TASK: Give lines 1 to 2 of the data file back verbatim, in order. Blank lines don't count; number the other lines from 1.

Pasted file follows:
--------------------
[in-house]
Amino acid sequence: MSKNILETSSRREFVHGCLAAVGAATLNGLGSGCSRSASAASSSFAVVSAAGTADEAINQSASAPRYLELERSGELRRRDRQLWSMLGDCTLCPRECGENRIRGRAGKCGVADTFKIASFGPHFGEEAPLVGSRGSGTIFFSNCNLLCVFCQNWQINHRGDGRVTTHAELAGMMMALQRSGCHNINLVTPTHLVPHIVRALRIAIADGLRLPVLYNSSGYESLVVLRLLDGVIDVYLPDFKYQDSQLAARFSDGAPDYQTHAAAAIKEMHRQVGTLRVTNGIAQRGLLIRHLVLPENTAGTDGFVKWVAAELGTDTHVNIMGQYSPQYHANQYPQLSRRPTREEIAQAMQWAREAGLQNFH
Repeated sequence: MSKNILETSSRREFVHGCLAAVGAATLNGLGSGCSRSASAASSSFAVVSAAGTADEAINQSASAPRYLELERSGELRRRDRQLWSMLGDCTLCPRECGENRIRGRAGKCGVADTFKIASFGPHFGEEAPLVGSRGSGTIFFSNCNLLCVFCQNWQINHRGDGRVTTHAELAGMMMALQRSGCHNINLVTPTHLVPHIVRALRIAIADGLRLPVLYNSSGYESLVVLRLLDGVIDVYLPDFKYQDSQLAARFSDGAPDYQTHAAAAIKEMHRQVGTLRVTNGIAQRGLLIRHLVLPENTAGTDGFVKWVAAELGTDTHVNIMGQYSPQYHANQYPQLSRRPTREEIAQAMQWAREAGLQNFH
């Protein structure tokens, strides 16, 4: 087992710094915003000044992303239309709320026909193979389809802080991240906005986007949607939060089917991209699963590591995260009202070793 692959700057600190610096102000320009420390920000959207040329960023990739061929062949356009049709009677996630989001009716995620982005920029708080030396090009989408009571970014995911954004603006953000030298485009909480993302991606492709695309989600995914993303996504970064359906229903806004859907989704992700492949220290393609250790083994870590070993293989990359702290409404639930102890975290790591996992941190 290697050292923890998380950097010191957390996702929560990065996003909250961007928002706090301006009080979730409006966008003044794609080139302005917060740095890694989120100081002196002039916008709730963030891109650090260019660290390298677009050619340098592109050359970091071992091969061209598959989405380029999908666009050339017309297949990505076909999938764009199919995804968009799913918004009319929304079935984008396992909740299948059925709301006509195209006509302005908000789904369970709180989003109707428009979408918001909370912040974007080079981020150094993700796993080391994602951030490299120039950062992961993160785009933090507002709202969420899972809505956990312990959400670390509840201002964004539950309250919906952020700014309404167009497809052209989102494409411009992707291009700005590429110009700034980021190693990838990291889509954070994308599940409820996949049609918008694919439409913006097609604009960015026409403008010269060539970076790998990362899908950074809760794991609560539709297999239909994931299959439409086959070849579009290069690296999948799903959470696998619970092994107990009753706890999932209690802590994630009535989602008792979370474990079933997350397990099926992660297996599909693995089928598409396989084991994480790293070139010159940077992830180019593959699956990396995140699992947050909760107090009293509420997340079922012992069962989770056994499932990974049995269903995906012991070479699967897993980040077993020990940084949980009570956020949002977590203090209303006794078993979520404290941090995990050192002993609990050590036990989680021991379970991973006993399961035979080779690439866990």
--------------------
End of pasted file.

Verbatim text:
[in-house]
Amino acid sequence: MSKNILETSSRREFVHGCLAAVGAATLNGLGSGCSRSASAASSSFAVVSAAGTADEAINQSASAPRYLELERSGELRRRDRQLWSMLGDCTLCPRECGENRIRGRAGKCGVADTFKIASFGPHFGEEAPLVGSRGSGTIFFSNCNLLCVFCQNWQINHRGDGRVTTHAELAGMMMALQRSGCHNINLVTPTHLVPHIVRALRIAIADGLRLPVLYNSSGYESLVVLRLLDGVIDVYLPDFKYQDSQLAARFSDGAPDYQTHAAAAIKEMHRQVGTLRVTNGIAQRGLLIRHLVLPENTAGTDGFVKWVAAELGTDTHVNIMGQYSPQYHANQYPQLSRRPTREEIAQAMQWAREAGLQNFH